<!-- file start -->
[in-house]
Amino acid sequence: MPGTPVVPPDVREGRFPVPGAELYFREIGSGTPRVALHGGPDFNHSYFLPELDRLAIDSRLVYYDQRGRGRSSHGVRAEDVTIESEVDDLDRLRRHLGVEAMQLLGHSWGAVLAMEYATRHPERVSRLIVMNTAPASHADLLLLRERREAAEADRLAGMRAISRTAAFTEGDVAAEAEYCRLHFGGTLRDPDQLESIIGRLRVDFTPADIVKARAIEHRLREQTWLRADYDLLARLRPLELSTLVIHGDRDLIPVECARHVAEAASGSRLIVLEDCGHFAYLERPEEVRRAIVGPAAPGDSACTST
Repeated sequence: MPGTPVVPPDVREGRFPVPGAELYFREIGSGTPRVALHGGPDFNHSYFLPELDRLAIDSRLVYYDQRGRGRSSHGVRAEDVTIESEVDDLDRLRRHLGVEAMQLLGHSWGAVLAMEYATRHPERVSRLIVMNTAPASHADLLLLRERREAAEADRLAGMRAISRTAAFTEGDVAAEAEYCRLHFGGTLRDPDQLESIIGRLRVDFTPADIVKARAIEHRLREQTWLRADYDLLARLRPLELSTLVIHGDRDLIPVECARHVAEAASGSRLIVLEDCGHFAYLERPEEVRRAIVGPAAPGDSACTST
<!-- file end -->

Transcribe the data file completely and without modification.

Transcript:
[in-house]
Amino acid sequence: MPGTPVVPPDVREGRFPVPGAELYFREIGSGTPRVALHGGPDFNHSYFLPELDRLAIDSRLVYYDQRGRGRSSHGVRAEDVTIESEVDDLDRLRRHLGVEAMQLLGHSWGAVLAMEYATRHPERVSRLIVMNTAPASHADLLLLRERREAAEADRLAGMRAISRTAAFTEGDVAAEAEYCRLHFGGTLRDPDQLESIIGRLRVDFTPADIVKARAIEHRLREQTWLRADYDLLARLRPLELSTLVIHGDRDLIPVECARHVAEAASGSRLIVLEDCGHFAYLERPEEVRRAIVGPAAPGDSACTST
Repeated sequence: MPGTPVVPPDVREGRFPVPGAELYFREIGSGTPRVALHGGPDFNHSYFLPELDRLAIDSRLVYYDQRGRGRSSHGVRAEDVTIESEVDDLDRLRRHLGVEAMQLLGHSWGAVLAMEYATRHPERVSRLIVMNTAPASHADLLLLRERREAAEADRLAGMRAISRTAAFTEGDVAAEAEYCRLHFGGTLRDPDQLESIIGRLRVDFTPADIVKARAIEHRLREQTWLRADYDLLARLRPLELSTLVIHGDRDLIPVECARHVAEAASGSRLIVLEDCGHFAYLERPEEVRRAIVGPAAPGDSACTST